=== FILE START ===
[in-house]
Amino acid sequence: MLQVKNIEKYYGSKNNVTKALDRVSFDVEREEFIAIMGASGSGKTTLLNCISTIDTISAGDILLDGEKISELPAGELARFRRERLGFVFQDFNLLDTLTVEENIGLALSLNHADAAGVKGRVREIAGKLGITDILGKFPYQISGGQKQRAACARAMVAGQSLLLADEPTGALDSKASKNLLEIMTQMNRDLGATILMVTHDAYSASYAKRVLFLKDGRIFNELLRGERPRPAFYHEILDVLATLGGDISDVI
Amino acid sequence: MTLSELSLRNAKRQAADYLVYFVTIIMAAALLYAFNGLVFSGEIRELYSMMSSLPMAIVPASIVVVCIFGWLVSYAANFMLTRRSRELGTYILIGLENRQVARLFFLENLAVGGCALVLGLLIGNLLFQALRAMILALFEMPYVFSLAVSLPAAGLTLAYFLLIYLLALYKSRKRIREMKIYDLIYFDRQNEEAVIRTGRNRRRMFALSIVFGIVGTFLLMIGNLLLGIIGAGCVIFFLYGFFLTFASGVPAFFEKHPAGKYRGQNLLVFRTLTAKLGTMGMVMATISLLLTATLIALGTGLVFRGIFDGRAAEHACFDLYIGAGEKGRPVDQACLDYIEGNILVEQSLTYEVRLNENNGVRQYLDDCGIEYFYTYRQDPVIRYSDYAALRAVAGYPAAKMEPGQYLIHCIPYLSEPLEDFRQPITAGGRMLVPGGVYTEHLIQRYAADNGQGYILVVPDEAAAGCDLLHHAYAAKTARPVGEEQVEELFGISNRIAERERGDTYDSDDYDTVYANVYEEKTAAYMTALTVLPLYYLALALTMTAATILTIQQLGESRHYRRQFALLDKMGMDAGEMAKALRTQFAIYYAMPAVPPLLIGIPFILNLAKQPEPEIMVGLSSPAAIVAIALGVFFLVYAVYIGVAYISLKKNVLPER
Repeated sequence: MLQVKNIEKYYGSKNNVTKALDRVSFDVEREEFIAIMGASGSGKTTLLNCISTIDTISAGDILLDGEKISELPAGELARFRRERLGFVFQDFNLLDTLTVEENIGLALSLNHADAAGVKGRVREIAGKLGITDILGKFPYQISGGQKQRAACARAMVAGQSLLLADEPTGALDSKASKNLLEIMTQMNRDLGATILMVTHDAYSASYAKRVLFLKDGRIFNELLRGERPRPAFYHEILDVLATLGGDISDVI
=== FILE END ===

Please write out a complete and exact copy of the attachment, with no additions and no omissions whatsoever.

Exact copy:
[in-house]
Amino acid sequence: MLQVKNIEKYYGSKNNVTKALDRVSFDVEREEFIAIMGASGSGKTTLLNCISTIDTISAGDILLDGEKISELPAGELARFRRERLGFVFQDFNLLDTLTVEENIGLALSLNHADAAGVKGRVREIAGKLGITDILGKFPYQISGGQKQRAACARAMVAGQSLLLADEPTGALDSKASKNLLEIMTQMNRDLGATILMVTHDAYSASYAKRVLFLKDGRIFNELLRGERPRPAFYHEILDVLATLGGDISDVI
Amino acid sequence: MTLSELSLRNAKRQAADYLVYFVTIIMAAALLYAFNGLVFSGEIRELYSMMSSLPMAIVPASIVVVCIFGWLVSYAANFMLTRRSRELGTYILIGLENRQVARLFFLENLAVGGCALVLGLLIGNLLFQALRAMILALFEMPYVFSLAVSLPAAGLTLAYFLLIYLLALYKSRKRIREMKIYDLIYFDRQNEEAVIRTGRNRRRMFALSIVFGIVGTFLLMIGNLLLGIIGAGCVIFFLYGFFLTFASGVPAFFEKHPAGKYRGQNLLVFRTLTAKLGTMGMVMATISLLLTATLIALGTGLVFRGIFDGRAAEHACFDLYIGAGEKGRPVDQACLDYIEGNILVEQSLTYEVRLNENNGVRQYLDDCGIEYFYTYRQDPVIRYSDYAALRAVAGYPAAKMEPGQYLIHCIPYLSEPLEDFRQPITAGGRMLVPGGVYTEHLIQRYAADNGQGYILVVPDEAAAGCDLLHHAYAAKTARPVGEEQVEELFGISNRIAERERGDTYDSDDYDTVYANVYEEKTAAYMTALTVLPLYYLALALTMTAATILTIQQLGESRHYRRQFALLDKMGMDAGEMAKALRTQFAIYYAMPAVPPLLIGIPFILNLAKQPEPEIMVGLSSPAAIVAIALGVFFLVYAVYIGVAYISLKKNVLPER
Repeated sequence: MLQVKNIEKYYGSKNNVTKALDRVSFDVEREEFIAIMGASGSGKTTLLNCISTIDTISAGDILLDGEKISELPAGELARFRRERLGFVFQDFNLLDTLTVEENIGLALSLNHADAAGVKGRVREIAGKLGITDILGKFPYQISGGQKQRAACARAMVAGQSLLLADEPTGALDSKASKNLLEIMTQMNRDLGATILMVTHDAYSASYAKRVLFLKDGRIFNELLRGERPRPAFYHEILDVLATLGGDISDVI